Hinduism


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I've noticed that the wiki doesn't have much on Hinduism. Are there any charts or general book recs for someone interested in dipping their toes in the tradition?

  1. 3 months ago
    Anonymous

    An Introduction to Hinduism by Gavin Flood
    Once you finish that where you want to go will be obvious but don't start with primary texts

  2. 3 months ago
    Anonymous

    Only read the Bhagavad Gita As It Is translation by A. C. Bhaktivedanta Swami Prabhupada https://www.asitis.com/

    All other scripture including the second most authoritative the Vedas is completely beneath any need for you to read them because their purpose and essence is accomplished better by reading Gita.

    Other translations of the Bhagavad Gita are corruptions and intentional misinterpretations to serve various so-called “hindu” or new ager agendas that completely ignore the central theme and speak over the original author of the Bhagavad Gita, Sri Krishna who is the Supreme Personality of the Godhead himself

    So if you want to understand “hindu” literature, first of all don’t and second step read read the Bhagavad Gita As It Is translation by A. C. Bhaktivedanta Swami Prabhupada from the above link in the first paragraph or any other copy

    Hare Krishna

    • 3 months ago
      Anonymous

      this anon isn't wrong, don't get filtered by the occasional 'attempts at relating to modernity" from Prabhupada, but follow his Vedic lineage argument and it's seriously so good

    • 3 months ago
      Anonymous

      Is Eknath Easwaran's translation inferior to the one you mentioned, and how so?

      • 3 months ago
        Anonymous

        Not him, but no, it's probably the translation you should be reading if anything. His commentary is very good as well as far as modern commentators go.

        • 3 months ago
          Anonymous

          Yeah I head good things about his translation. Will read it instead.

    • 3 months ago
      Anonymous

      Is there a download available? Don't want to read it online.

    • 3 months ago
      Anonymous

      Sounds like you’re balls deep in this sect of Hinduism. Have you read The Nectar of Instruction as well? Which other books by Swami Prabhupada would you recommend and which should be avoided?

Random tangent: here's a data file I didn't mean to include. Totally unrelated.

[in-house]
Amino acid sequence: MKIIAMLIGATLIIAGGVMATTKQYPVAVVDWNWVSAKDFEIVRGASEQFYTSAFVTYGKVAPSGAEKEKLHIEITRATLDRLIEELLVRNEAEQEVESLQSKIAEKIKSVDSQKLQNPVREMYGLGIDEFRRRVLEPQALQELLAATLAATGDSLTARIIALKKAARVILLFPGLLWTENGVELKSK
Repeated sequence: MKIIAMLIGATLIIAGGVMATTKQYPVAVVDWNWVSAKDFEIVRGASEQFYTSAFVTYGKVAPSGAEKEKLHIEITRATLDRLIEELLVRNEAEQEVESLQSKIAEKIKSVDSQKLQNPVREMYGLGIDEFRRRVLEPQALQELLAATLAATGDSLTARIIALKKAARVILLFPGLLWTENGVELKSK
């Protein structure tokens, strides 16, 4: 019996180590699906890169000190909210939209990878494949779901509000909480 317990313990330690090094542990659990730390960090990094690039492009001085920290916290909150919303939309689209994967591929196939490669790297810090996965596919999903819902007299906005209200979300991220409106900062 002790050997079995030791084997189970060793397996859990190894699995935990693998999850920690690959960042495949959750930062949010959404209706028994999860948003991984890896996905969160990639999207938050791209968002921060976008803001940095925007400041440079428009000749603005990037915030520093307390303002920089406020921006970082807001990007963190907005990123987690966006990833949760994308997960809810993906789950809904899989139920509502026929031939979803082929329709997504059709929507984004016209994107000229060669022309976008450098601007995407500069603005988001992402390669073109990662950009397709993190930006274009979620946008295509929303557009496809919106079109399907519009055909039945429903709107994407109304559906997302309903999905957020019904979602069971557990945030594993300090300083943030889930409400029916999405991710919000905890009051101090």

• 3 months ago
      Anonymous

      >All other scripture including the second most authoritative the Vedas is completely beneath any need for you to read them because their purpose and essence is accomplished better by reading Gita.
      The traditional Hindu viewpoint is that only the Sruti (Vedas+Upanishads) is revealed and that the Sruti supercedes in authority all later Smriti texts like the Gita and Puranas etc. The Brihadaranyaka Upanishad says in verse 3-9-26 that Brahman is to be known "only from the Upanishads". The Gaudiya Vaishnavism school which Prabhupada belongs to inverts traditional Hindu precedents by considering Smriti texts as being revealed and equal to or superceding the authority of the Sruti. The Gaudiya Vaishnavas are influenced by the Dvaita Vedanta philosopher Madhva, who is notorious for calling many texts Sruti which had never previously been regarded as such, and for also making up fake scriptural citations to support his claims, doing so both with fake citations of real texts but also references to texts which he made up whole-cloth that nobody had ever heard of before or seen (not even his own students) but which miraculously supported his ontology and that both predicted and confirmed Madhva being an avatar of Vayu

      • 3 months ago
        Anonymous

        I am not sure this is true.

        • 3 months ago
          Anonymous

          I am

  3. 3 months ago
    Anonymous

    wew ład

  4. 3 months ago
    Anonymous

    TOES?

  5. 3 months ago
    Anonymous

    >Patrick Olivelle
    No thanks.

    • 3 months ago
      Anonymous

      qrd?

      • 3 months ago
        Anonymous

        He's a top Sanskrit scholar, specialising in dharma literature. His approach is the typical academic one, i.e. looking at texts in their linguistic and historical context rather than just assuming current Hindu doctrines.